I just wanted to let you know I’ve been reading your blog recently and have found it really inspiring, both from your frugality and your home renovation projects. Real estate renovation is something that I’ve always wanted to do, but never had the will or the capital to do so. Your blog has given me a blueprint for getting there. Will be following your foreclosure project with great interest!

  • Kellen October 31, 2011, 9:40 am

    Knowing what you can take on in terms of renovation, and being able to handle the bathroom, is impressive.

    I was thinking aboutbuying ahome earlier this year, and all the houses I loved were the older ones, but required work, and I’m not sure I’d be able to do even a simple repair now!

    It looks like a nice project, and satisfying when you’re done and it looks so much better!

  • TheMonopolyGuy October 31, 2011, 9:43 am

    Put me down as a potential audience member for a plumbing how-to post. I would definitely like to learn about that.

  • Dan October 31, 2011, 12:59 pm

    As a DIY-er, new reader of MMM, and a first-time homeowner (supposed to close in about an hour), I’m very interested in this series.

  • J.D. Pohlman November 1, 2011, 1:00 pm

    I look forward to reading your article on the PEX installation. I’ve heard how easy it is to install, but haven’t ever messed with it myself. In general, I hate plumbing work. I never know how tight to get things, because I’m always afraid of breaking the plastic pipes (or not getting it tight enough and making a mess). I love this series so far. Keep it coming!

  • Kevin M November 1, 2011, 1:03 pm

    Terrific series and post. My wife and I are considering venturing into rental property land yet again after hearing a friend’s story about his latest purchase (bought for $25k, + $5k of renovations and rented for $750/month) and realizing her parents are probably going to need a place to rent soon. Just not sure if we have quite enough (time & money) saved up yet.

  • WannabePlumber November 1, 2011, 1:58 pm

    I was bit surprised to hear that you are laying down plywood to even the bathroom floor. What will be the thickness? How do you make sure that it won’t move over time possibly hurting tiles or adhesive? (I guess even thick plywood would deform if someone heavy steps on it and there is a hollow piece of concrete underneath..)

    A wanna be plumber :)

    • MMM November 1, 2011, 6:35 pm

      Good question! By adding the plywood, I’m really just re-creating the standard subfloor that most new houses (in the US) have. There is no concrete flooring in this house except in the basement.

      Right now, there are floor joists, then a perpendicular layer of 3/4″ fir planks from the 1930s. In the adjacent bedrooms, there is 3/4″ oak floor on top of this, but not in the bathroom. So I add the 3/4″ plywood to bring everything up to the same level, and screw it down with many many screws to make it as rigid as possible.

      On top of this, I’ll add the tile (using “Flexbond” tile mortar which is sturdy enough to bond directly to plywood), and the end result will only be a little more than 1/4″ above the bathroom floor level – a rise that will be hidden with a ramp-shaped oak threshold stained to match the oak floor.

      • WannabePlumber November 2, 2011, 2:25 am

        I see, thanks! Here in Europe, almost all floors are concrete. The problem with this is that it is rarely an even surface, so you usually need to pour some liquid cement over it.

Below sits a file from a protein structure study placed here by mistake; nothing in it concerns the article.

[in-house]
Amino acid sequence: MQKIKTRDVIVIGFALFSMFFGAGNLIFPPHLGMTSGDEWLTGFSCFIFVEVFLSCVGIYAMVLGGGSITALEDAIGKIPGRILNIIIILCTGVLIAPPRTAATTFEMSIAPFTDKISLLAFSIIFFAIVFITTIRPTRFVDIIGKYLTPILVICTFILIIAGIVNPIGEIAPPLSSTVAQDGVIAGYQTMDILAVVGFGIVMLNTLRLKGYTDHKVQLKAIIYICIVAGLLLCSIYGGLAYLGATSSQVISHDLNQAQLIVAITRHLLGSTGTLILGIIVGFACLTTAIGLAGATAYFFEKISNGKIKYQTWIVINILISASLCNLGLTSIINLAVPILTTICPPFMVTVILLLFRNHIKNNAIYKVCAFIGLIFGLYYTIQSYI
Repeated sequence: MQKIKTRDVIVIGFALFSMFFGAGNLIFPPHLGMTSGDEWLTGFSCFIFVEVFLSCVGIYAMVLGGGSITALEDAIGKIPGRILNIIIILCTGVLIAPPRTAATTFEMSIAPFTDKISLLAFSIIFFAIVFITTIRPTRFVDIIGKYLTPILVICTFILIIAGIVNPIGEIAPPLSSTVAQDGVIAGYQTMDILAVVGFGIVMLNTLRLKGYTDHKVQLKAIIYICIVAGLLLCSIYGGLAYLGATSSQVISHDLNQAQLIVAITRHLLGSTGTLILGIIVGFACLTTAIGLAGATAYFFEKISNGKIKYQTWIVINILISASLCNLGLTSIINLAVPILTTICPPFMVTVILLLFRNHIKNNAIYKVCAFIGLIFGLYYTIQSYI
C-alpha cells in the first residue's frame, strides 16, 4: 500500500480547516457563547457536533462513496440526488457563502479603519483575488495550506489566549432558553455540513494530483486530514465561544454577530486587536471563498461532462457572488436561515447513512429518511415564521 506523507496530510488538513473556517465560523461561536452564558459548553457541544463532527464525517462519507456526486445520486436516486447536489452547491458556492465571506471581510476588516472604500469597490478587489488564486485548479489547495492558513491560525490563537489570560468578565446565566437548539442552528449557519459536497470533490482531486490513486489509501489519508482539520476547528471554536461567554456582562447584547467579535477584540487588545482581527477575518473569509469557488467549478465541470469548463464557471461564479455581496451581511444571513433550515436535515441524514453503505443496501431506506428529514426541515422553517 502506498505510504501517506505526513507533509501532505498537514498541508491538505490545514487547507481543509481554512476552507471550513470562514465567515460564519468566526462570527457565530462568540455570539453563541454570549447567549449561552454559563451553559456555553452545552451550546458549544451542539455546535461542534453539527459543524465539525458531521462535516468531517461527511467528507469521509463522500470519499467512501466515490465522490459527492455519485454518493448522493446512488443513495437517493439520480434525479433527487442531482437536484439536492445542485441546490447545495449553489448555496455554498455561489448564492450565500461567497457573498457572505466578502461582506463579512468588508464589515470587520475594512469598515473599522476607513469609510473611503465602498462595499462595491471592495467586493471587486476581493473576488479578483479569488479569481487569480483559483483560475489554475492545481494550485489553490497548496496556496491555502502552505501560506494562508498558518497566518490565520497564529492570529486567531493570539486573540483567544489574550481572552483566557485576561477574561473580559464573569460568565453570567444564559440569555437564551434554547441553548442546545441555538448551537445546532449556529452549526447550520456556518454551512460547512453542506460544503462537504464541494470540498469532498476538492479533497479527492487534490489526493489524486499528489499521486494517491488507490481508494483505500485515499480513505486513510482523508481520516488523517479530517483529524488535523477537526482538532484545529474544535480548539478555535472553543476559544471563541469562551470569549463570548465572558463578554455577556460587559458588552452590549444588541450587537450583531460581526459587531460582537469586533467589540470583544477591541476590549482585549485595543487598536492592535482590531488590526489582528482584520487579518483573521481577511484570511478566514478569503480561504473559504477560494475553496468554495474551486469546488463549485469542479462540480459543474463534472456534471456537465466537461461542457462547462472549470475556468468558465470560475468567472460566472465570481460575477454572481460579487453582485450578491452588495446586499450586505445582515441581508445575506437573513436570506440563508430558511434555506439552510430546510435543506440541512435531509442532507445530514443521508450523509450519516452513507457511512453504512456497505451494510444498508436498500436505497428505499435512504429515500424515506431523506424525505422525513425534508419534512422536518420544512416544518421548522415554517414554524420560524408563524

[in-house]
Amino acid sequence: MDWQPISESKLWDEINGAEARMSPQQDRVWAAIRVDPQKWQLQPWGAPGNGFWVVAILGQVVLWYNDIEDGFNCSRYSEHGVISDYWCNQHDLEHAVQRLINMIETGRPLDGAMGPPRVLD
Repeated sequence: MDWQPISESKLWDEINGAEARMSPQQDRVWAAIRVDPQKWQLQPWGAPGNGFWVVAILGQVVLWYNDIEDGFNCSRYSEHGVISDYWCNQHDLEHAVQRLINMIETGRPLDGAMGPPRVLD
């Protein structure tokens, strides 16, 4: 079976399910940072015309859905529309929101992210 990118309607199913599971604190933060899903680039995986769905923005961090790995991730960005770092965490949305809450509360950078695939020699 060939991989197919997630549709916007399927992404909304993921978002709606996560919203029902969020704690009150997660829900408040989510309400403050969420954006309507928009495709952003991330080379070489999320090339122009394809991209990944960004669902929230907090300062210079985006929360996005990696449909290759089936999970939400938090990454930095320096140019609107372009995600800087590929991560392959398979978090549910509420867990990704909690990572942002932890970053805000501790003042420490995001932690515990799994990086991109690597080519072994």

An alternative would be to put plywood or cement boards on top, however you’d need to do that to the whole floor to be level. I’m just not sure if for example a cement board is hard enough not to crack under a 300kg gardrobe..

  • irisheyes May 16, 2013, 2:18 pm

    Youre making ME have Construction Dreams! And I am a ballet teacher! Sounds very fun and satisfying. I may have to acquire some manly skills.

  • Paul Carlson September 11, 2013, 3:19 pm

    “With great gusto, I took a sledgehammer in each hand and crashed them together from opposite directions onto the biggest piece of cast iron pipe*, and kept pounding until every bit was laying shattered on the concrete floor.”

    Not sure if you’ve ever tried a soil-pipe snapper, but we used one of these when remodeling plumbing in two of our old houses.


    In my dad’s words, it’s “the finest hand tool I’ve ever used.”

    You wrap the chain around the pipe, and use the handle as a lever, like a car jack. With great excitement you pump the lever several times, which tightens the chain until *SNAP!!* — the pipe submits to your bidding and is neatly broken in two!

    And it may be safer than the sledgehammer method! :)

    By the way I love the blog! Dutifully poring over every post from the beginning and applying many of your handy truths and tips. Thanks for all the great writing & adventures!


  • Weedy acres December 23, 2013, 9:27 pm

    Haha, sounds much like the project Mr. Weedy and I are currently undertaking at http://littlebeau.weebly.com. Only our bath floor was soggy and rotten down to the floor joists. I look forward to reading more progress reports as I wend my way through your posts, even if it is a couple years after the fact.

  • Brian July 2, 2016, 7:45 am

    Did you ever complete the mentioned writeup on the PEX/ABS install for the bathroom. I cant seem to find it anywhere.

  • Tinian Crawford October 3, 2017, 6:54 am

    I’m pretty sure in my state (Taxachusetts) you have to have a licensed plumber do the work, or at least sign off on it, to get approval from the inspector. As an electrician I’ve had people ask me to sign off on their work, but it’s a pretty hairy thing to attach my name to someone else’s work unless I know them well. I did a bunch of work in my house when I first bought it and it was extremely satisfying, but I did hire a plumber to make final connections. Since he is the younger brother of a good friend, it worked out great!